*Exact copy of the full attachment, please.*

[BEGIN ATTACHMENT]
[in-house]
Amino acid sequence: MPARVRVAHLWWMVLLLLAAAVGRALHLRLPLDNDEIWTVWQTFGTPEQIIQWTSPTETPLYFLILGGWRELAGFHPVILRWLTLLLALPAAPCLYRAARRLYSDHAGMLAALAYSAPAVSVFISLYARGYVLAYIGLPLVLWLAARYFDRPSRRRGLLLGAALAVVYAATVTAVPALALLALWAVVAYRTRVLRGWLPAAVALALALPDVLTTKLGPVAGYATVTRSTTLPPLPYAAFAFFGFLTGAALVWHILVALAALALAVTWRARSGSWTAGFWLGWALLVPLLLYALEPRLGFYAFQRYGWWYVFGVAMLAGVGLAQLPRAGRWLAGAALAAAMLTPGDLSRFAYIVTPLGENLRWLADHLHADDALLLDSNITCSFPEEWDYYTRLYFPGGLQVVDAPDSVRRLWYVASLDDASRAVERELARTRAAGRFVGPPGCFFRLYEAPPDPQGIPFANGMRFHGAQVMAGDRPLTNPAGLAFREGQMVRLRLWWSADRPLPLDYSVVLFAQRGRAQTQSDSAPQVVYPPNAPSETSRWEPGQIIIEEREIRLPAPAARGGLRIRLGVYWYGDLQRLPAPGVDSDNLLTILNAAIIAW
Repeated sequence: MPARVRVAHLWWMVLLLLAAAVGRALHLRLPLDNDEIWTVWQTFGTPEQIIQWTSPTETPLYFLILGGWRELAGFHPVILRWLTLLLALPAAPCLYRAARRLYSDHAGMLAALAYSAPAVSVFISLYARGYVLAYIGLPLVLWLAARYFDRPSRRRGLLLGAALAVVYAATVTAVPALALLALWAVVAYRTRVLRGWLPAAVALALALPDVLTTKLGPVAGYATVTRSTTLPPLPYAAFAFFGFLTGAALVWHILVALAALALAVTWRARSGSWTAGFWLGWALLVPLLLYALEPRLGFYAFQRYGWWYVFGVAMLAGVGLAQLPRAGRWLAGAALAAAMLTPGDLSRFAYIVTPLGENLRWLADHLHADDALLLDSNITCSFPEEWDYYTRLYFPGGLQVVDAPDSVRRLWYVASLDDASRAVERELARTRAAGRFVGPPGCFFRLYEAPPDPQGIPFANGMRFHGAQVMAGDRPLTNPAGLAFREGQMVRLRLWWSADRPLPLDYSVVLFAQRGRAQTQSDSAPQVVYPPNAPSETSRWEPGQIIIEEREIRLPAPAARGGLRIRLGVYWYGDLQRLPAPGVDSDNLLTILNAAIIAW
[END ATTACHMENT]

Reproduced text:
[in-house]
Amino acid sequence: MPARVRVAHLWWMVLLLLAAAVGRALHLRLPLDNDEIWTVWQTFGTPEQIIQWTSPTETPLYFLILGGWRELAGFHPVILRWLTLLLALPAAPCLYRAARRLYSDHAGMLAALAYSAPAVSVFISLYARGYVLAYIGLPLVLWLAARYFDRPSRRRGLLLGAALAVVYAATVTAVPALALLALWAVVAYRTRVLRGWLPAAVALALALPDVLTTKLGPVAGYATVTRSTTLPPLPYAAFAFFGFLTGAALVWHILVALAALALAVTWRARSGSWTAGFWLGWALLVPLLLYALEPRLGFYAFQRYGWWYVFGVAMLAGVGLAQLPRAGRWLAGAALAAAMLTPGDLSRFAYIVTPLGENLRWLADHLHADDALLLDSNITCSFPEEWDYYTRLYFPGGLQVVDAPDSVRRLWYVASLDDASRAVERELARTRAAGRFVGPPGCFFRLYEAPPDPQGIPFANGMRFHGAQVMAGDRPLTNPAGLAFREGQMVRLRLWWSADRPLPLDYSVVLFAQRGRAQTQSDSAPQVVYPPNAPSETSRWEPGQIIIEEREIRLPAPAARGGLRIRLGVYWYGDLQRLPAPGVDSDNLLTILNAAIIAW
Repeated sequence: MPARVRVAHLWWMVLLLLAAAVGRALHLRLPLDNDEIWTVWQTFGTPEQIIQWTSPTETPLYFLILGGWRELAGFHPVILRWLTLLLALPAAPCLYRAARRLYSDHAGMLAALAYSAPAVSVFISLYARGYVLAYIGLPLVLWLAARYFDRPSRRRGLLLGAALAVVYAATVTAVPALALLALWAVVAYRTRVLRGWLPAAVALALALPDVLTTKLGPVAGYATVTRSTTLPPLPYAAFAFFGFLTGAALVWHILVALAALALAVTWRARSGSWTAGFWLGWALLVPLLLYALEPRLGFYAFQRYGWWYVFGVAMLAGVGLAQLPRAGRWLAGAALAAAMLTPGDLSRFAYIVTPLGENLRWLADHLHADDALLLDSNITCSFPEEWDYYTRLYFPGGLQVVDAPDSVRRLWYVASLDDASRAVERELARTRAAGRFVGPPGCFFRLYEAPPDPQGIPFANGMRFHGAQVMAGDRPLTNPAGLAFREGQMVRLRLWWSADRPLPLDYSVVLFAQRGRAQTQSDSAPQVVYPPNAPSETSRWEPGQIIIEEREIRLPAPAARGGLRIRLGVYWYGDLQRLPAPGVDSDNLLTILNAAIIAW